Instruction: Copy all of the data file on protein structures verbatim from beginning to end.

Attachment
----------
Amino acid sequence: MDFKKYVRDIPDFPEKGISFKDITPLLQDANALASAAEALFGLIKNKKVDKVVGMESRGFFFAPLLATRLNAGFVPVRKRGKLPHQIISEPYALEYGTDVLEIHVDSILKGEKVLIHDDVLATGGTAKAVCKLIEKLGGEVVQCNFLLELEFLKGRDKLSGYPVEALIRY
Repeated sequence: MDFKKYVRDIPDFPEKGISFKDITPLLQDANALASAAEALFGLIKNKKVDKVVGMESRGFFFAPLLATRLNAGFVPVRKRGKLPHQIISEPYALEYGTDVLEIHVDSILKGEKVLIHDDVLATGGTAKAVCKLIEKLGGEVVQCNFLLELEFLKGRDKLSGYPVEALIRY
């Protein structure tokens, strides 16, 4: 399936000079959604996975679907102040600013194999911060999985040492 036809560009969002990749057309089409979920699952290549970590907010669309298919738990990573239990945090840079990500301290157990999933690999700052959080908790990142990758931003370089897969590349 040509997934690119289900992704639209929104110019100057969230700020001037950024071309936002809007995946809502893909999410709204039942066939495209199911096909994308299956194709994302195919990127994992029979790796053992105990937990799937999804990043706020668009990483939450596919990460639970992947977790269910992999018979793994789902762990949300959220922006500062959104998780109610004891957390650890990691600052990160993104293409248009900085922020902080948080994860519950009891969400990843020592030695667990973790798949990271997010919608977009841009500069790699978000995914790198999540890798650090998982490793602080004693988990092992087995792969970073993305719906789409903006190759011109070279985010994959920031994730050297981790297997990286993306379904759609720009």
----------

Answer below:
Amino acid sequence: MDFKKYVRDIPDFPEKGISFKDITPLLQDANALASAAEALFGLIKNKKVDKVVGMESRGFFFAPLLATRLNAGFVPVRKRGKLPHQIISEPYALEYGTDVLEIHVDSILKGEKVLIHDDVLATGGTAKAVCKLIEKLGGEVVQCNFLLELEFLKGRDKLSGYPVEALIRY
Repeated sequence: MDFKKYVRDIPDFPEKGISFKDITPLLQDANALASAAEALFGLIKNKKVDKVVGMESRGFFFAPLLATRLNAGFVPVRKRGKLPHQIISEPYALEYGTDVLEIHVDSILKGEKVLIHDDVLATGGTAKAVCKLIEKLGGEVVQCNFLLELEFLKGRDKLSGYPVEALIRY
């Protein structure tokens, strides 16, 4: 399936000079959604996975679907102040600013194999911060999985040492 036809560009969002990749057309089409979920699952290549970590907010669309298919738990990573239990945090840079990500301290157990999933690999700052959080908790990142990758931003370089897969590349 040509997934690119289900992704639209929104110019100057969230700020001037950024071309936002809007995946809502893909999410709204039942066939495209199911096909994308299956194709994302195919990127994992029979790796053992105990937990799937999804990043706020668009990483939450596919990460639970992947977790269910992999018979793994789902762990949300959220922006500062959104998780109610004891957390650890990691600052990160993104293409248009900085922020902080948080994860519950009891969400990843020592030695667990973790798949990271997010919608977009841009500069790699978000995914790198999540890798650090998982490793602080004693988990092992087995792969970073993305719906789409903006190759011109070279985010994959920031994730050297981790297997990286993306379904759609720009």